Alcohol dependence (AD) is a common problem with significant health consequences. Treatment of AD is evolving to include both counseling methods and medications. Several medications have been discovered, that show efficacy in AD, e.g. naltrexone, acamprosate. However, the overall effect of existing medications is modest leaving a clear need for the development of new pharmacotherapies. The GABAB receptor agonist baclofen has attracted attention as a potential new medication for AD based on preclinical data and early clinical trials. Baclofen is an FDA approved medication with an excellent safety profile even for patients with liver cirrhosis-a not uncommon consequence of AD. Questions have arisen with regards to the efficacy of baclofen and whether higher doses of baclofen are safe and more effective than the prior tested dose of 30 mg/ day. There is emerging evidence that severity of dependence is positively associated with baclofen response. The main goal of the present proposal is to test the efficacy and safety of 30 mg/d and 90 mg/d of baclofen compared to placebo controlling for severity of dependence as assessed by drinks/drinking day. A primary secondary goal will examine for an anxiolytic effect of baclofen. The study proposes to enroll 120 men and women with AD in a randomized, placebo-controlled trial to include at least 60 individuals with more severe AD (e14 drinks/drinking day for men;e10 drinks/drinking day for women) with randomization to baclofen or placebo balanced for this variable. Baclofen will be titrated to 10 mg t.i.d over 3 days and to 30 mg t.i.d over 12 days and maintained at that level for 12 weeks and then down- titrated for a total study time of 16 weeks. Medical Management will be provided to encourage progress towards drinking goals and to enhance retention and compliance. Drinking patterns, anxiety levels, sleep patterns, craving for alcohol, gamma-glutamyl transferase (GGT) and carbohydrate deficient transferring (CDT) will be assessed. Trough blood levels of R &S-baclofen will be assessed in all individuals at week 4. In summary, the present proposal is innovative and of clinical significance as it will test and compare standard and high-dose baclofen for efficacy and safety in individuals with AD. The proposal is adequately powered to test the primary hypothesis and provides good power to assess whether drinks/drinking day is predictive of baclofen response. Adequate power is also present to examine the anxiolytic effect of baclofen. Ascertaining the effects of standard and high-dose baclofen, the predictive value of heavy drinking on baclofen response and the anxiolytic effect of baclofen are important goals towards determining whether baclofen has true value for the clinical management of the patient with alcohol dependence. .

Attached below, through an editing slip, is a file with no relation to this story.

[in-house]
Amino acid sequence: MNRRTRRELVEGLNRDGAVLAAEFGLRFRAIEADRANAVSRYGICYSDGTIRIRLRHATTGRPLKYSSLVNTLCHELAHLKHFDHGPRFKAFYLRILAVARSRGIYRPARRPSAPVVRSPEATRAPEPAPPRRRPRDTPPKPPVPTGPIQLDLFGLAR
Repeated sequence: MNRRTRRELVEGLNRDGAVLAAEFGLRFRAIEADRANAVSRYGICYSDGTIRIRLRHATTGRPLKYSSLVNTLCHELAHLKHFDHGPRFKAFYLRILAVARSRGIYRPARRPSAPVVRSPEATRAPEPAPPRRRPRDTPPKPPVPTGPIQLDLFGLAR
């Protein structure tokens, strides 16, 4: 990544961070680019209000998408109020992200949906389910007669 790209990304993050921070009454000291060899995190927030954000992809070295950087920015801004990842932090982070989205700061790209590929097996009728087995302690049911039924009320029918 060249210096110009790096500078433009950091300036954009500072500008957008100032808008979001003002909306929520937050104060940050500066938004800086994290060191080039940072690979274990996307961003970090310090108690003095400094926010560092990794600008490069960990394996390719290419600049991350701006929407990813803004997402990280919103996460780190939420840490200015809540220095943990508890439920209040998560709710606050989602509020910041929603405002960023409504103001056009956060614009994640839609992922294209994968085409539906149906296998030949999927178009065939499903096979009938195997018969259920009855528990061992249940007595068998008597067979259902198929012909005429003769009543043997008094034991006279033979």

Public Health Relevance

The discovery of new medications that are ffective for treating alcohol dependence is an important research objective to advance clinical care. Baclofen is an FDA-approved medication for spasticity that has shown promise in treating alcohol dependence and in reducing anxiety in individuals with alcohol dependence. The proposed study will complete a double-blind, placebo-controlled trial to assess the efficacy and safety of two doses of baclofen for alcohol dependence and will evaluate the anti-anxiety effect of baclofen in individuals with alcohol dependence.

National Institute of Health (NIH)
National Institute on Alcohol Abuse and Alcoholism (NIAAA)
Research Project (R01)
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Health Services Research Review Subcommittee (AA)
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Roach, Deidra
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University of North Carolina Chapel Hill
Schools of Medicine
Chapel Hill
United States
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